Manhattan Monkey Trial

GENESIS 1:24-28
Then God said: Let the earth bring forth every kind of living creature: tame animals, crawling things, and every kind of wild animal. And so it happened: God made every kind of wild animal, every kind of tame animal, and every kind of thing that crawls on the ground. God saw that it was good. Then God said: Let us make human beings in our image, after our likeness. Let them have dominion over the fish of the sea, the birds of the air, the tame animals, all the wild animals, and all the creatures that crawl on the earth.

God created mankind in his image;
in the image of God he created them;
male and female* he created them.
God blessed them and God said to them: Be fertile and multiply; fill the earth and subdue it. Have dominion over the fish of the sea, the birds of the air, and all the living things that crawl on the earth.

A friend recently called my attention to a report that a New York Supreme Court Judge in Manhattan had agreed & heard arguments from an animal advocacy group on whether the rights of personhood can be applied to two chimpanzees (Hercules and Leo). The chimps are being held at the Long Island Stony Brook University. This case is being brought about by an organization called the Nonhuman Rights Project. The President of this organization is a legal scholar Steven Wise an adjunct professor at St. Thomas Law Schools in Virginia, a Catholic University. Other noteworthy members of this movement include primatologist Jane Goodall, biologist Richard Dawkins, and Princeton’s bioethics professor Peter Singer. A visit to their webpage reveals their mission statement:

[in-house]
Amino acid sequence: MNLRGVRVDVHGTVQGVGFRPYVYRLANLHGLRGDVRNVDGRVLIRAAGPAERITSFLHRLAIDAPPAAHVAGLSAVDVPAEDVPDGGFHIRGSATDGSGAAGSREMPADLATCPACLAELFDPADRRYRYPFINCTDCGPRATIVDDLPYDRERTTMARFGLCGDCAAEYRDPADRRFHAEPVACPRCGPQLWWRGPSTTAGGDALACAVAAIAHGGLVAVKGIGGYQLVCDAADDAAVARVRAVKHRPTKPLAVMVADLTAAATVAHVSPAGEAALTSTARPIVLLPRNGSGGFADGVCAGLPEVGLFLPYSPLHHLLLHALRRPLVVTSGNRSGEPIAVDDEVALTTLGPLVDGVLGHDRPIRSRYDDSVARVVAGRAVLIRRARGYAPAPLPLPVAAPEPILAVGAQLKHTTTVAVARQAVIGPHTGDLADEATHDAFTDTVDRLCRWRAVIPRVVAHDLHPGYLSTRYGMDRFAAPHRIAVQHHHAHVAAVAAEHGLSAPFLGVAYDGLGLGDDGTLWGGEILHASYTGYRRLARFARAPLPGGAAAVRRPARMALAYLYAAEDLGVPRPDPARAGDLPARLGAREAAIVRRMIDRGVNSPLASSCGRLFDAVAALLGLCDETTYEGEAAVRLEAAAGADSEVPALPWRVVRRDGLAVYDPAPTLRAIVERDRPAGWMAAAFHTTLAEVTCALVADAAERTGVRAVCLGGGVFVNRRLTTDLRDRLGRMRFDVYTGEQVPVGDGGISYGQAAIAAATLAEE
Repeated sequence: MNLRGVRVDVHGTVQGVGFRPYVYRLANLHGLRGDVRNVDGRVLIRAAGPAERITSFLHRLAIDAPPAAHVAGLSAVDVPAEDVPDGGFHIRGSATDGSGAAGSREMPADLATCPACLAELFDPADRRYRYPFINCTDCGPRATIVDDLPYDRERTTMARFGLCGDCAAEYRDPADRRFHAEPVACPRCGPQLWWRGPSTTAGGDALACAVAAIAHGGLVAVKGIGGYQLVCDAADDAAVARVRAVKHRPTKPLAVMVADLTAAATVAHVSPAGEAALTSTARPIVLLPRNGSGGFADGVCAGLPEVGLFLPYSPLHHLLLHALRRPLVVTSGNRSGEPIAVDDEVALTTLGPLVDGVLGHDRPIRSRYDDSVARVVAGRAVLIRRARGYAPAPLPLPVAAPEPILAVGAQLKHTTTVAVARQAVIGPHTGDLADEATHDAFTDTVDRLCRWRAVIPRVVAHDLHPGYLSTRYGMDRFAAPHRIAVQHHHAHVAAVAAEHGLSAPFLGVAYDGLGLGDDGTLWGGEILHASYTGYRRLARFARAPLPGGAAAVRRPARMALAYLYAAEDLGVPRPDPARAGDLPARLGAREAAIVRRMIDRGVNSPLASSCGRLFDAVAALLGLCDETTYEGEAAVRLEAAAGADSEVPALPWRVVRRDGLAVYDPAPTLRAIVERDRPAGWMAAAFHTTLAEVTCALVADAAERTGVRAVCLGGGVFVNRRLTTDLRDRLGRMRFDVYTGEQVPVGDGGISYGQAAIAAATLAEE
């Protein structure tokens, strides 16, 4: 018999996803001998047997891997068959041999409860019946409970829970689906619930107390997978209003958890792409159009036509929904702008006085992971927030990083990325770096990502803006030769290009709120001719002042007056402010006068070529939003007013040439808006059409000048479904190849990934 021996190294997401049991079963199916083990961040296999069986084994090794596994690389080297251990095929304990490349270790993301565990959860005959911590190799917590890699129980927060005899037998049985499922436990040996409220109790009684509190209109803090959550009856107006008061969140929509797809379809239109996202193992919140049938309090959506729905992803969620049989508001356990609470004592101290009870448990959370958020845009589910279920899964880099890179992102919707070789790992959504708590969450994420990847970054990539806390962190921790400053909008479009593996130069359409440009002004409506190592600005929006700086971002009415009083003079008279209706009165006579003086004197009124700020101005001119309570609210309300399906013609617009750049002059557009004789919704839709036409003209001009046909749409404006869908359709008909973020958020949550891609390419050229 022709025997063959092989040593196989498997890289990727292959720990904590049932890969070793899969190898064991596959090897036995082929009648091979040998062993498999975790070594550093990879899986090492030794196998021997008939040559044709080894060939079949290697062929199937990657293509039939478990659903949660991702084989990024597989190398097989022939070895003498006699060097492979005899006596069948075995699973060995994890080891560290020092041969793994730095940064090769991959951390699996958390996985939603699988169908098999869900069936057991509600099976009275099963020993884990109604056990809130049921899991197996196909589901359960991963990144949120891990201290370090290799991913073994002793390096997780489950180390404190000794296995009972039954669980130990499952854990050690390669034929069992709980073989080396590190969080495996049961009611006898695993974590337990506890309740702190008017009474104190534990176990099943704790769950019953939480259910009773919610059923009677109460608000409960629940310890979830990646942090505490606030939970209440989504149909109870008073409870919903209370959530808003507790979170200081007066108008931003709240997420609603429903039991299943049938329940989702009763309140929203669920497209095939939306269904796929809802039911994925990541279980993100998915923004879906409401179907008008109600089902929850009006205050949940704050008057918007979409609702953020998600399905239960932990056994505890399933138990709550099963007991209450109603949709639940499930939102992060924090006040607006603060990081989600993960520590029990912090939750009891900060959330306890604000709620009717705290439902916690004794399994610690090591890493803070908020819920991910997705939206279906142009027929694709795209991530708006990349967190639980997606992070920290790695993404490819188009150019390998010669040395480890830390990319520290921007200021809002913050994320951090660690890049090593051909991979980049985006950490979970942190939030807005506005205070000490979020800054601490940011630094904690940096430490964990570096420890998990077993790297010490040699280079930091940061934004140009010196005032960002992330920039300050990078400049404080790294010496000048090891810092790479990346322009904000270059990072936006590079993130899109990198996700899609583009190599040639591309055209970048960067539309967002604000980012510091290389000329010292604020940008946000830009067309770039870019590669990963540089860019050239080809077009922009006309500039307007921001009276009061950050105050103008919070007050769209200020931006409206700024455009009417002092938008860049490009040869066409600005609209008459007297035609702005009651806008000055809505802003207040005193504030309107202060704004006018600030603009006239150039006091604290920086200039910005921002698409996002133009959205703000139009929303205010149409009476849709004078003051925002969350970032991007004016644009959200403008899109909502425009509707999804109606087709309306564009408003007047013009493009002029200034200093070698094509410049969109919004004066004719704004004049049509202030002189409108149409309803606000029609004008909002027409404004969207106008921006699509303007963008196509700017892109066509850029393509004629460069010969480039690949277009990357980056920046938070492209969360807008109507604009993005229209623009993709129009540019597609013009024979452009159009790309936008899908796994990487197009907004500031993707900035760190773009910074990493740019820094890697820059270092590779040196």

Our mission is to change the common law status of at least some nonhuman animals from mere “things,” which lack the capacity to possess any legal right, to “persons,” who possess such fundamental rights as bodily integrity and bodily liberty, and those other legal rights to which evolving standards of morality, scientific discovery, and human experience entitle them.
I’m sure, had the major media outlets more extensively covered this story, the country would have fallen into two disparate camps. First, those who sentimentally identify with the animals would say “they can use sign language so of course they’re persons” while those opposed would declare that this is an egregious waste of taxpayer money. However, both of these camps would have missed the fundamental point of what truly is at stake.
The critical flaw in their argument is in how they are defining personhood. The premise used by the animal activists is that cognition or self-awareness is the standard to be used in judging whether an individual is a “legal person”. However, unless our personhood is rooted in our humanity as being created imago dei, in the image of God, than those experiencing a decline in cognitive abilities will be at risk. For example disabled people, the elderly, infants could all be labeled as non-persons. My fear is not that we won’t be treating Hercules and Leo as persons but we’ll be treating humans as animals.

One comment

  1. Timshel says:

    Aldo Leopold wrote, “”For one species to mourn the death of another is a new thing under the sun. The Cro-Magnon who slew the last mammoth thought only of steaks. The sportsman who shot the last [Passenger] pigeon thought only of his prowess. The sailor who clubbed the last auck thought of nothing at all. But we, who have lost our pigeons, mourn the loss. Had the funeral been ours, the pigeons would hardly have mourned us. In this fact, rather than in Mr. DuPont’s nylons or Mr. Vannevar Bush’s bombs, lies objective evidence of our superiority over the beasts.”

    Conservation is a good thing. Not abusing animals is a good thing. But as our friend Hythloday has said on other issues, even the animal-rights activists are going to draw a line somewhere — and without a clear conception of what sets humanity apart as “special,” we no longer appear to be. Unfortunately, lots of people appear to be okay with that. Rest assured the animals are, too.

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